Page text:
Because we report our operating results in U.S. Dollars, changes in the value of the U.S. Dollar relative to other currencies also result in fluctuations of our reported revenues and earnings. Under U.S. accounting guidelines, all foreign currency-denominated monetary assets and liabilities, such as cash and cash equivalents, accounts receivable, restricted cash, accounts payable, accrued liabilities, advances from affiliates and long-term debt are revalued and reported based on the prevailing exchange rate at the end of the applicable period. This revaluation historically has caused us to report significant unrealized foreign currency exchange gains or losses each period. The primary source of these gains and losses is our Euro-denominated term loans and our Norwegian Krone-denominated bonds.

Our operating results are subject to seasonal fluctuations.

We operate our conventional tankers in markets that have historically exhibited seasonal variations in demand and, therefore, in charter rates. This seasonality may result in quarter-to-quarter volatility in our results of operations. Tanker markets are typically stronger in the winter months as a result of increased oil consumption in the Northern Hemisphere. In addition, unpredictable weather patterns in these months tend to disrupt vessel scheduling, which historically has increased oil price volatility and oil trading activities in the winter months. As a result, our revenues have historically been weaker during the fiscal quarters ended June 30 and September 30, and stronger in our fiscal quarters ended March 31 and December 31.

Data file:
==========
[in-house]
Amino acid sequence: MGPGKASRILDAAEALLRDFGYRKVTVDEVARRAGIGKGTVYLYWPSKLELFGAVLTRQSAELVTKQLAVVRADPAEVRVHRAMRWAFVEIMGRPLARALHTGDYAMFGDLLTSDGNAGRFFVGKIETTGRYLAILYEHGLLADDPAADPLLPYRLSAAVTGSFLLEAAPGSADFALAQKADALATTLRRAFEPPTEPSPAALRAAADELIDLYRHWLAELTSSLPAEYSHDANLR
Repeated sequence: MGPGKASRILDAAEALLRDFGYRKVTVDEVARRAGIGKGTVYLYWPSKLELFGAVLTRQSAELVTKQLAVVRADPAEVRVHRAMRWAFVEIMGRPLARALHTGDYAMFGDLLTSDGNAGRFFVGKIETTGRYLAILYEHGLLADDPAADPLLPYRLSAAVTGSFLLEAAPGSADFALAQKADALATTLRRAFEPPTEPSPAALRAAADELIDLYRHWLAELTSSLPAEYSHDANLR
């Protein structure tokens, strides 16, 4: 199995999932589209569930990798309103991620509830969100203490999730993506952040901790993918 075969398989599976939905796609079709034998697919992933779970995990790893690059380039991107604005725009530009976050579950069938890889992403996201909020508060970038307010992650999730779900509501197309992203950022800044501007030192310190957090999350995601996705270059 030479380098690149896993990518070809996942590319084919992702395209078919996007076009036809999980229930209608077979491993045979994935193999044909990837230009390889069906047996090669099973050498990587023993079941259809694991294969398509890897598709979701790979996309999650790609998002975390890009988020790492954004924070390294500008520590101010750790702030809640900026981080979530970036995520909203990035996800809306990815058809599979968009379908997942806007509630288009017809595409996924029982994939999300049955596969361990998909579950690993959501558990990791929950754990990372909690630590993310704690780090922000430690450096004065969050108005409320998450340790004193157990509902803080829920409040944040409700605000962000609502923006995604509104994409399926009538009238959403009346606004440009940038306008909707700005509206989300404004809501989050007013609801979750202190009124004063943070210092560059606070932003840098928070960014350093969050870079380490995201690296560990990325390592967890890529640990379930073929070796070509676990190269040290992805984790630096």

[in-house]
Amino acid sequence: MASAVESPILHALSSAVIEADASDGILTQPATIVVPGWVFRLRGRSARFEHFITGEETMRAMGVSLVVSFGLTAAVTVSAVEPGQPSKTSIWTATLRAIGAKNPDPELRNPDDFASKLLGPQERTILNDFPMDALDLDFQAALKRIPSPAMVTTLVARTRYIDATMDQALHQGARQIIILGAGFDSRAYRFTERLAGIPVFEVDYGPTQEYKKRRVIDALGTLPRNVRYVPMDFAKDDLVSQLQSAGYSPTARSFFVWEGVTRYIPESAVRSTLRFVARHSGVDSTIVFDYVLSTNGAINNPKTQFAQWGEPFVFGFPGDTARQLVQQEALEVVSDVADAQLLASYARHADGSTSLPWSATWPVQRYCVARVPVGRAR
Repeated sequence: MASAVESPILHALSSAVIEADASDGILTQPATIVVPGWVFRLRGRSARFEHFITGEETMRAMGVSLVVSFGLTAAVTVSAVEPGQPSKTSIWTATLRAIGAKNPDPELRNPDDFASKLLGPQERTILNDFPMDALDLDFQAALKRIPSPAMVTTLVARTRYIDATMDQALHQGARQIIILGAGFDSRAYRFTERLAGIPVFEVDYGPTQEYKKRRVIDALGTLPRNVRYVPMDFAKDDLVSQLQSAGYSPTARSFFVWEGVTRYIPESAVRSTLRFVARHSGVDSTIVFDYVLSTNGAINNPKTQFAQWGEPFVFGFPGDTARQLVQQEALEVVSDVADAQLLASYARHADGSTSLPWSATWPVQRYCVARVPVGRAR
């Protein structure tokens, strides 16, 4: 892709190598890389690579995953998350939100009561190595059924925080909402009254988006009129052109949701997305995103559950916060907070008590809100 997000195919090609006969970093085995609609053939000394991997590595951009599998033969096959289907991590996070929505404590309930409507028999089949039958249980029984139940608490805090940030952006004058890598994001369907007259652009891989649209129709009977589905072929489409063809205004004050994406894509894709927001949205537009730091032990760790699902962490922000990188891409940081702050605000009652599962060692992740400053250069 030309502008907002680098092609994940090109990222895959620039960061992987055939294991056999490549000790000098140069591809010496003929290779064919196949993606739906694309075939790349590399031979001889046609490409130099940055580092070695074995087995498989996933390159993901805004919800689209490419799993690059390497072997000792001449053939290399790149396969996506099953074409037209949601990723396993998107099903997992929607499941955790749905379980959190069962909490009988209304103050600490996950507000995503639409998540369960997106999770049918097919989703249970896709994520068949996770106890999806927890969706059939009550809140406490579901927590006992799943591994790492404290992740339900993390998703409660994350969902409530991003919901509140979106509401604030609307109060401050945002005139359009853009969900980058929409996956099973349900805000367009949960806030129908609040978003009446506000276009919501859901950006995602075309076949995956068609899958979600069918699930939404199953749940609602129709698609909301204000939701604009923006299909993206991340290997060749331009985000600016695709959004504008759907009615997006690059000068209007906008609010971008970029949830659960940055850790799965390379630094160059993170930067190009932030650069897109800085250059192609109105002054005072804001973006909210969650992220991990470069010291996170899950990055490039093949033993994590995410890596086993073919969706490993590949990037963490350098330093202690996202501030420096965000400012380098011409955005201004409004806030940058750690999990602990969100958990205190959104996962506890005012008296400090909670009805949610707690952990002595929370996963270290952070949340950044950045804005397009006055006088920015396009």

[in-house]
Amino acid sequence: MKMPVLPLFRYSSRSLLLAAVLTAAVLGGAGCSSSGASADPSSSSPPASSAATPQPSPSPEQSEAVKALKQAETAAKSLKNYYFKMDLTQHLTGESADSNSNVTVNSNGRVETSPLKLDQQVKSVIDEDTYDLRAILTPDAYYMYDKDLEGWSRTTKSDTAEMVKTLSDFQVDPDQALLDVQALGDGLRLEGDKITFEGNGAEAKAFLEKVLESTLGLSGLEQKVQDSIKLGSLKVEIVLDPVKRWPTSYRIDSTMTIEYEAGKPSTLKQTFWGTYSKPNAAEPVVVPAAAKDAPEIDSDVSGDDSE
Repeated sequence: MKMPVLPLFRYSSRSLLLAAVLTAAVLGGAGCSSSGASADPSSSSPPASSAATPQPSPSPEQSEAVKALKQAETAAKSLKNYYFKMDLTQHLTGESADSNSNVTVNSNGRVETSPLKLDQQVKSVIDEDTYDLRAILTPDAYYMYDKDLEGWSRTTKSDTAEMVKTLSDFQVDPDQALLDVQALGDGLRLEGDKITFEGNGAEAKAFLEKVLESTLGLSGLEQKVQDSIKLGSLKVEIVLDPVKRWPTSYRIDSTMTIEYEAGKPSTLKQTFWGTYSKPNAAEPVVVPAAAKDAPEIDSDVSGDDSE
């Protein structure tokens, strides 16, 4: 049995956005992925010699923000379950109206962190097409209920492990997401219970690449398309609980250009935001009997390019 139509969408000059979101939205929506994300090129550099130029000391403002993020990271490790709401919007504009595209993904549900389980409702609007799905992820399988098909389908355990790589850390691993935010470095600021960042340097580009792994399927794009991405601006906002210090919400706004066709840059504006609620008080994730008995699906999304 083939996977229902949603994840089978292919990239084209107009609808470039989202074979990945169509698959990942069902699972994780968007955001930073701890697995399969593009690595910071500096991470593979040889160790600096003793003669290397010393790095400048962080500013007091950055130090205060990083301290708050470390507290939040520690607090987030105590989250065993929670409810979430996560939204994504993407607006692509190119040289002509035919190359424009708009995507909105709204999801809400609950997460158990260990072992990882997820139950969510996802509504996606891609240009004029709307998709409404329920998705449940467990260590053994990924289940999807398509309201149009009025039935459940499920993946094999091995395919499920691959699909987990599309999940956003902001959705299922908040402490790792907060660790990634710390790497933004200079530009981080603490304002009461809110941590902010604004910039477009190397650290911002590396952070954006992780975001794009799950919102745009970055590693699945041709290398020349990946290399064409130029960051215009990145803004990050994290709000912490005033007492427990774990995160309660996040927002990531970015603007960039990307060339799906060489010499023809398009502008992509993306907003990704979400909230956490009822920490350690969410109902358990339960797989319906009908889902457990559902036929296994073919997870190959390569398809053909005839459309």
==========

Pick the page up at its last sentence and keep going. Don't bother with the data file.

We may experience operational problems with vessels that reduce revenue and increase costs.

FPSO units are complex and their operations are technically challenging. Marine transportation and oil production operations are subject to mechanical risks and problems as well as environmental risks. Operational problems may lead to loss of revenue or higher than anticipated operating expenses or require additional capital expenditures. Any of these results could harm our business, financial condition and operating results.

Actual results of new technologies or technology upgrades may differ from expected results and affect our results of operations.

Teekay LNG has invested and is investing in vessel technology upgrades such as MEGI engines and other equipment and designs for certain LNG carriers, including, among other things, to improve fuel efficiency and vessel performance. These new engine designs and other equipment may not perform to expectations during actual operations, which may result in our exposure to performance claims based on failure to achieve specified performance requirements included in certain charter party agreements. During certain operations, actual fuel consumption for Teekay LNG’s MEGI LNG carriers may exceed specified levels in certain charter party agreements, which may result in reimbursement by Teekay LNG to the charterer for the cost of the excess fuel consumed. Teekay LNG is in the process of installing additional equipment on certain of its MEGI LNG carriers to lower fuel consumption on these vessels. Continued reimbursement obligations, unrecovered capital expenditures, delays in the installation of the equipment, or new equipment installations not performing to our expectations could harm our results of operations or financial condition.

Sanctions against key participants in the Yamal LNG Project could impede performance of the Yamal LNG Project, which could have a material adverse effect on us.